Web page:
...It is thus fitting that, anger and desire repudiated, we should next invoke the rule of the kingdom of God the Father with the words ‘Thy kingdom come’ (Matt. 6:l0), that is, ‘May the Holy Spirit come’; for, having put away these things, we are now made into a temple for God through the Holy Spirit by the teaching and practice of gentleness. ‘For on whom shall I rest,’ says Scripture, ‘but on him who is gentle and humble, and trembles at my words?’ (cf. Isa, 66:2). It is dear from this that the kingdom of God the Father belongs to the humble and the gentle. For ‘blessed are the gentle, for they will inherit the earth’ (Matt. 5:5). It is not this physical earth, which by nature occupies a middle place in the universe, that God promises as an inheritance for those who love Him - not, at least, if He is speaking truly when He says, ‘In the resurrection they neither marry nor are given in. marriage, but are as the angels in heaven’ (Matt. 22:30), and ‘Come, you whom my Father has blessed, inherit the kingdom prepared for you from the foundation of the world’ (Matt. 25:34), and elsewhere again to someone else who has striven with goodwill, ‘Enter into the joy of your Lord’ (Matt. 25:21). And after the Lord St Paul also says, ‘The trumpet will sound and first the dead in Christ will rise up incorrupt; then we who are alive and remain will be caught up with them in the clouds to meet the Lord in the air; and so we shall be with the Lord for ever’ (cf. 1 Thess. 4:16-17).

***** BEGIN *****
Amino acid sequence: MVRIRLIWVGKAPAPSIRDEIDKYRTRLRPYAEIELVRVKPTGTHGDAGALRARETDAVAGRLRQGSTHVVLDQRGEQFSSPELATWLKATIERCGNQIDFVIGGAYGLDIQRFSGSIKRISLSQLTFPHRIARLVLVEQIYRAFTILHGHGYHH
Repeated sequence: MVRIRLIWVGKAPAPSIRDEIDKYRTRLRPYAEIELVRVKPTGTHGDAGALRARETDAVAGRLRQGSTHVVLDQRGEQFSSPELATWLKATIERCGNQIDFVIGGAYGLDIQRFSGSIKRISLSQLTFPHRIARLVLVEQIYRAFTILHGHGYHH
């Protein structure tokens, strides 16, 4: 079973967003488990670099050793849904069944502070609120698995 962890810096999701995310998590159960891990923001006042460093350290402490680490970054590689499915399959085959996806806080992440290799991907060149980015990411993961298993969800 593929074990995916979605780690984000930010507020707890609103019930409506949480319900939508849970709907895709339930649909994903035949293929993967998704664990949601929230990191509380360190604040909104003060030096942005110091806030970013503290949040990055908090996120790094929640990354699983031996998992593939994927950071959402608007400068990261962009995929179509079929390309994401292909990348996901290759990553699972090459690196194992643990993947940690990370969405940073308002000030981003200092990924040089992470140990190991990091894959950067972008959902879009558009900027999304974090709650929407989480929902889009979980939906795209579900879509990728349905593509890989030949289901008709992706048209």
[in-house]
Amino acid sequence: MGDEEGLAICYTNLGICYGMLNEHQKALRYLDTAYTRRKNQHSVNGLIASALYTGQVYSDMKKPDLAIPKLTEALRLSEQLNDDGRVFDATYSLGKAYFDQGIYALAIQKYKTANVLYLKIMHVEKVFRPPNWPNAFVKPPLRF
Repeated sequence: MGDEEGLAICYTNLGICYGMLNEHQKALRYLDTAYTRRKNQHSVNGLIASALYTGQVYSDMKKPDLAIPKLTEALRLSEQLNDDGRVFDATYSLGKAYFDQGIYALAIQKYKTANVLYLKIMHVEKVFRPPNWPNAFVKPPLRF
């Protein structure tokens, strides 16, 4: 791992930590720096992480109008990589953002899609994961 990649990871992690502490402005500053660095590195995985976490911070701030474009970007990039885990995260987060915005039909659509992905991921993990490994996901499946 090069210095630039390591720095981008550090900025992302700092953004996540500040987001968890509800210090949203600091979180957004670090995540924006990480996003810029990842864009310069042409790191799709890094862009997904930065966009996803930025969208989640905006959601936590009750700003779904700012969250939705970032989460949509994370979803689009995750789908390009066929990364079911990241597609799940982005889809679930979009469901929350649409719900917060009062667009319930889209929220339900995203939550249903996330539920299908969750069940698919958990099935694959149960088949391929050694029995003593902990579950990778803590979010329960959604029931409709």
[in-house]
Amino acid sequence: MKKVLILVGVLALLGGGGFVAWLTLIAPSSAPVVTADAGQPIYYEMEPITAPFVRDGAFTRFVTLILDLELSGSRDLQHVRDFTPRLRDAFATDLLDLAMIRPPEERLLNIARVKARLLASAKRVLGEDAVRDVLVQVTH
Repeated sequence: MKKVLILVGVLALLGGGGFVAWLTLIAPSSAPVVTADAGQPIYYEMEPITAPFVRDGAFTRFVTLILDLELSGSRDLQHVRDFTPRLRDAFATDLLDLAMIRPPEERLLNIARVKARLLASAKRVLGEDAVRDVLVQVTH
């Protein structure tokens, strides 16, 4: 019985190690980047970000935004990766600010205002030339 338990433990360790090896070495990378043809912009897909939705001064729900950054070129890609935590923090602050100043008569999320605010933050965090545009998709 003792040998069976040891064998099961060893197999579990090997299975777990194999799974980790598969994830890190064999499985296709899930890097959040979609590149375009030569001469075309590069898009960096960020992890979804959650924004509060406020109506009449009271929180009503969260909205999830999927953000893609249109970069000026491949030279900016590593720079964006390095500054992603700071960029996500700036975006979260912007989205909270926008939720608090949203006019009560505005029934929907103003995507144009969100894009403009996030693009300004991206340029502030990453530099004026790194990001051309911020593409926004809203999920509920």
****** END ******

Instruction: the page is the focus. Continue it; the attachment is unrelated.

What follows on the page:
Since these things have been promised to those who love the Lord, what man prompted by intelligence and wishing to serve it would ever say, from a literal reading of Scripture alone, that heaven, and the kingdom prepared from the foundation of the world, and the mystically hidden joy of the Lord, and the perpetual dwelling with the Lord enjoyed by the saints, are to be identified with the earth? In this text (Matt. 5:5) I trink that the word ‘earth’ signifies the resolution and strength of the inner stability, immovably rooted in goodness, that is possessed by gentle, people. This state of stability exists eternally with the Lord, contains unfailing joy, enables the gentle to attain the kingdom prepared from the beginning, and has its station and dignity in heaven. It also permits the gentle to inherit the principle of virtue, as if virtue were the earth that occupies a middle place in the universe. For the gentle person holds a middle position between honor and obloquy, and remains dispassionate, neither puffed up by the first nor cast down by the second. For the intelligence is by nature superior to both praise and blame; and so, when it has put away the sensual desire, it is no longer troubled by either the one or the other, having anchored the whole power of the soul in divine and unassailable liberty. The Lord, wanting to impart this liberty to His disciples says, ‘Take my yoke upon you and learn from Me; for I am gentle and humble in heart; and you will find rest for your souls’ (Matt. 11:29). He calls the rule of the divine kingdom ‘rest’ because it confers on those worthy of it a lordship free from all servitude... - St Maximos the Confessor, "On the Lord’s Prayer"